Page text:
Commercial banks have warned the public against the gradual increase in cheque fraud.
“Cheque fraudsters are hardworking and creative as their mode of operations includes issuing cheques with the intent of defrauding the drawer when there are no funds in account,” Dr. David Apenteng-Takyiakom, a manager of one of the banks the Ghana News Agency (GNA), interviewed, said in Accra.
He explained that most of the cheque fraudsters mainly used cross-cheques, saying, “They normally will open the cheque and endorse the back but will strategically fail to sign the face authorisation portion. The strategy is to deceive the drawer and subsequently disappear”.
Dr. Apenteng-Takyiako, therefore, urged the public to scrutinise cheques they receive irrespective of the issuers’ social, religious or political status to avoid being defrauded.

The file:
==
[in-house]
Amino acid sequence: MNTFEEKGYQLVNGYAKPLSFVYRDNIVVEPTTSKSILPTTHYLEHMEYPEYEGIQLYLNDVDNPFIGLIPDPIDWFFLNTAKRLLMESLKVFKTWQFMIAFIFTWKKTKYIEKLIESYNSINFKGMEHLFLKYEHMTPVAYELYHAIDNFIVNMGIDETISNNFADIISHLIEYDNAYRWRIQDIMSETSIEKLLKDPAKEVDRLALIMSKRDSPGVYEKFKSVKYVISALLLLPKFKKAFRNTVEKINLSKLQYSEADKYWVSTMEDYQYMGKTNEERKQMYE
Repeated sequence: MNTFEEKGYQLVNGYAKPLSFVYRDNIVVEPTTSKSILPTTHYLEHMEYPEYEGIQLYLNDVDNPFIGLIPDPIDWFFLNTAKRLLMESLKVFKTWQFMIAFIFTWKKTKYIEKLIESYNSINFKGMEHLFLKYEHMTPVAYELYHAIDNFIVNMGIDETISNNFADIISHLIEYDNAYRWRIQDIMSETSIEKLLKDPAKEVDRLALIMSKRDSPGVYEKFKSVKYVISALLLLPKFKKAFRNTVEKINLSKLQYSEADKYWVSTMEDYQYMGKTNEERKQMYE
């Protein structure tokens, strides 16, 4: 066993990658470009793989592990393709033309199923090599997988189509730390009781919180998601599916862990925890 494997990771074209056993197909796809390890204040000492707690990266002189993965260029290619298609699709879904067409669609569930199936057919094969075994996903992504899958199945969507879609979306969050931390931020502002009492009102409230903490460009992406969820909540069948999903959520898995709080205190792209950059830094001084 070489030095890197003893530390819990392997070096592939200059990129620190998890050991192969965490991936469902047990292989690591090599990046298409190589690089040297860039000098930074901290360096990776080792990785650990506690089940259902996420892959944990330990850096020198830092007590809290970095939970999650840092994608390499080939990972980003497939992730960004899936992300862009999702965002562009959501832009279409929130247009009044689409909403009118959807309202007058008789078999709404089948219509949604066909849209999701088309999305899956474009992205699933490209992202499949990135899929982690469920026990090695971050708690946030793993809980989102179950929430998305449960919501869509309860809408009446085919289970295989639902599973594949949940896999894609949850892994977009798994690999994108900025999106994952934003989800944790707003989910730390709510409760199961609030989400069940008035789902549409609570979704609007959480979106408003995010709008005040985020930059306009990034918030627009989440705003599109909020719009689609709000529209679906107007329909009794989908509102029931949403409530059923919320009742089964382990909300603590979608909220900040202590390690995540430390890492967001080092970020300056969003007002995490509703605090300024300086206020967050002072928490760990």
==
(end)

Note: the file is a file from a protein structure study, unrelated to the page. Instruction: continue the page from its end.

He explained that it was a criminal offence to dishonestly issue a cheque towards the re-payment of a loan or in fulfillment of an obligation, which was dishonoured on presentation.
He said as the banking sector developed there was an urgent need to introduce new laws in the field of banking, in general, and with regard to the treatment of a “bank cheque”, in particular, keeping in view the frequency of events of dishonouring of bank cheques.
Dr. Apenteng-Takyiako advised the public to report to the Police anyone who would issue a dishonest cheque, saying, “It is a criminal offence and the law must deal with the fraudster”.
The country’s financial sector reportedly lost of ¢3 billion within the first quarter of 2002 due to cheque fraud, according to the Head of Commercial Crime Unit of the Ghana Police Service, at the time.
Last month, the Head of the Management Information Systems (MIS) and Clearing House Operations at the Ghana Interbank Payment and Settlement Systems (GhIPSS) Limited, Mr. Isaac Kofi Amoah, tasked the banks to put control measures in place to stop or minimise the illegal practice, which he said was still rife.